Gary Kubiak to interview for Jaguars’ offensive coordinator position

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Gary Kubiak won’t be Denver’s offensive coordinator. But he could land in that position with another team.

Kubiak will indeed interview for the Jaguars’ offensive coordinator job, according to Ian Rapoport of NFL Media.

The former head coach of the Texans and Broncos currently serves as a senior personnel advisor in Denver. And while the Broncos previously had blocked Kubiak from interviewing for offensive coordinator positions elsewhere, G.M. John Elway apparently is now willing to let Kubiak go.

The fact that Kubiak won’t be the offensive coordinator in Denver may have something to do with that. Although it’s believed the Elway will essentially be able to pick new coach Vic Fangio’s staff, something kept Elway from hiring Kubiak to run the offense, again. At first blush, it was believed that Kubiak has lingering concerns about his ability to endure the physical, mental, and emotional demands of the job, given the health condition that prompted him to step down from the head-coaching position two years ago. However, if he’s interviewing for the offensive coordinator position in Jacksonville, it looks like he believes he can do it.

That’s a head scratcher, frankly. Kubiak surprisingly retired two years ago, due to health reasons. Coordinators tend to grind at least as much as head coaches do. So if Kubiak can’t be a head coach for health reasons, it’s unclear why those same health reasons would allow him to be an offensive coordinator.

14 responses to “Gary Kubiak to interview for Jaguars’ offensive coordinator position

  1. You don’t think being an OC is less stressful…??? come on. Leave hte man be. Offensive coordinators don’t have to worry about missed kicks or defensive stops or kickoff coverage or time management, or game day inactives, or staff squabbles or quarterback changes….just move the ball and score points probably kinda easy for a 5x super bowl winner

  2. Why didn’t Denver just bring him back as head coach? He wasn’t fired, he retired for health reasons. If he is ready to come back why wouldn’t you bring him back since he got the best out of this team?

    Vic Fangio isn’t going to put quality receivers around Case Keenum and recapture the magic of 2017. You need an offensive mind for that.

  3. For Denver, it won’t matter until they can find a QB. If not for Peyton falling in their laps, Elway’s tenure would be an abject failure.

  4. Well, for starters, coordinators only have to be a small percentage of the press conferences and other media appearances that head coaches do. They also are in charge of one single thing rather than being captain of the whole ship. How can somebody who has reported on the NFL for years not know this?

  5. You kidding me? The Head Coach has to face the media a LOT more, tackle the toughest questions, face the most scrutiny, and is also more responsible for roster decisions and in game decisions on both sides. Maybe the hours are roughly the same, but I don’t think the stress level is.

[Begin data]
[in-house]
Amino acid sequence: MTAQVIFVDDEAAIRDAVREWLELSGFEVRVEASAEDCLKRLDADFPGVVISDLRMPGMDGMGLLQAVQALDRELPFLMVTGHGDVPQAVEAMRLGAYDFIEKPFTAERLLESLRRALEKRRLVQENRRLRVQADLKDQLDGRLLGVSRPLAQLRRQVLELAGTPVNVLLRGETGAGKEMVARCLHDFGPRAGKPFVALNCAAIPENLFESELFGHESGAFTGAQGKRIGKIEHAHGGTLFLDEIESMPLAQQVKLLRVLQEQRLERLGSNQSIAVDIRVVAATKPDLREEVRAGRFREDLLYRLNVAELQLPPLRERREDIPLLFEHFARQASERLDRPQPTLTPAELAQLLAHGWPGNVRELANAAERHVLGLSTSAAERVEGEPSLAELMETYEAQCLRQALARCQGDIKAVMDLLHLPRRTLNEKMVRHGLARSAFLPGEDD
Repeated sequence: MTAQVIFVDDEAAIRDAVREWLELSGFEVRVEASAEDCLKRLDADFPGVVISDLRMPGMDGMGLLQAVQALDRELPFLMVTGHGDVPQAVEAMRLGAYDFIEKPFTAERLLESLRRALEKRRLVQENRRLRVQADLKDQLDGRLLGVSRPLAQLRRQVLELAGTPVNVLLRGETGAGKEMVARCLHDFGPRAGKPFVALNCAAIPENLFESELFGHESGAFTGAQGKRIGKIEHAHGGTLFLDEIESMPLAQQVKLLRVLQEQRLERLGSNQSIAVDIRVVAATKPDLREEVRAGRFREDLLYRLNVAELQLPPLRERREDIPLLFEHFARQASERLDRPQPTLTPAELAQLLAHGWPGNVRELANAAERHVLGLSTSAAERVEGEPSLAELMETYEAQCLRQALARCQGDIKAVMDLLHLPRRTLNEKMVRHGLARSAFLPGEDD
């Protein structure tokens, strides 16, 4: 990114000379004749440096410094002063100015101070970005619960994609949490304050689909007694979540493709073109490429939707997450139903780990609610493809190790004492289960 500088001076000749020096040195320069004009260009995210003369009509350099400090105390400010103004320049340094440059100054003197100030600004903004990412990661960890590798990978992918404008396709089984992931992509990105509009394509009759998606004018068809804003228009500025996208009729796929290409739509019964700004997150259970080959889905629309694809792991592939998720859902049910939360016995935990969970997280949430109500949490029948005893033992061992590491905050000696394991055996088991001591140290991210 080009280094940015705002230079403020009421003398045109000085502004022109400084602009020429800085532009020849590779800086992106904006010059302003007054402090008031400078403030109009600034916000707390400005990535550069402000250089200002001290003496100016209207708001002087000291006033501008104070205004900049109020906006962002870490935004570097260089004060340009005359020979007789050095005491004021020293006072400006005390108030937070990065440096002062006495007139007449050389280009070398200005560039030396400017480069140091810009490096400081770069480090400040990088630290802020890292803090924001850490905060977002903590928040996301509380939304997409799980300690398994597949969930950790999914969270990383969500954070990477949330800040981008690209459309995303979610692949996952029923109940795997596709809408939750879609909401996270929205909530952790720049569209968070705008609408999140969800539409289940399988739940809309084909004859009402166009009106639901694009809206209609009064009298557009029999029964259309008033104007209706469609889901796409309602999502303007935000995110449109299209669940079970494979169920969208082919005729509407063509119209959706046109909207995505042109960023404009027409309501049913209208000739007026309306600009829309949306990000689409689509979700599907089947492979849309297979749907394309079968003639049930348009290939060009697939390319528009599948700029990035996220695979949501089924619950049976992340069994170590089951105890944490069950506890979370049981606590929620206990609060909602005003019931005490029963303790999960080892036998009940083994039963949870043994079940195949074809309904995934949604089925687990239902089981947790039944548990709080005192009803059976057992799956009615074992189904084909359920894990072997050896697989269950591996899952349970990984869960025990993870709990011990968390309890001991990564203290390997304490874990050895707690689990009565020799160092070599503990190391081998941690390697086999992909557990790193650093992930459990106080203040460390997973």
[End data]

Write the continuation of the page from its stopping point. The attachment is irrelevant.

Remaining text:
6. jjackwagon says:
    January 14, 2019 at 11:45 am
    For Denver, it won’t matter until they can find a QB. If not for Peyton falling in their laps, Elway’s tenure would be an abject failure.
    ——

    Well in fairness, that team kinda carried Peyton to that championship. He was a shell of himself that year.

  7. Working for a boss like Elway with totally unrealistic expectations can wear on anyone’s health. Kubiak probably can’t wait to finally be freed from the shadow.

  8. At first, I romanticized Kubes returning. But, the more I thought about it, the more I recalled the the 2016 season and thought about how predictable our offense was. The margin for error shrank and a return to the PA / Pass + zone blocking run scheme may not be the boldest step forward.

  9. Deric Gregory says:
    January 14, 2019 at 11:53 am

    Well in fairness, that team kinda carried Peyton to that championship. He was a shell of himself that year.
    ____

    His arm was full noodle, that’s true. But his mind wasn’t a shell of itself, and I think a lot of people undervalue the importance of Peyton’s mind in the playoff run to Super Bowl 50. With the killer defense Denver had, the offense needed to score a few points, but more importantly not turn the ball over or put the other team in good field position. Peyton ran aduibles like always, but often moving to safer running plays where earlier in his career (2 years earlier, when setting single-season records on offense) he would have audibled to a pass. Peyton’s game management was absolutely critical to that playoff run. Denver’s defense won the Super Bowl, but Peyton’s brain kept them in the game and rarely put the defense in a bad situation.

  10. Elway made the wrong decision not naming him OC in Denver. He’s earned that right with what he’s done for them.

  11. I personally think it has to do with munchak.. I know kubes shyed away from hiring him at Houston, but I think elway really wants him. The word was kubes as oc was all but certain, then he was out and the same day the word was elway wanted munchak as the OL coach…

  12. “but Peyton’s brain kept them in the game and rarely put the defense in a bad situation.”
    ________________

    Absolutely true. And that was instrumental in them handing the starting job back to Peyton in midseason. Osweiler had been starting for a while but then had a 5-turnover game and they immediately made the change and Osweiler never played again. They clearly decided that, if nothing else, Peyton would be smart enough to avoid the big mistakes.

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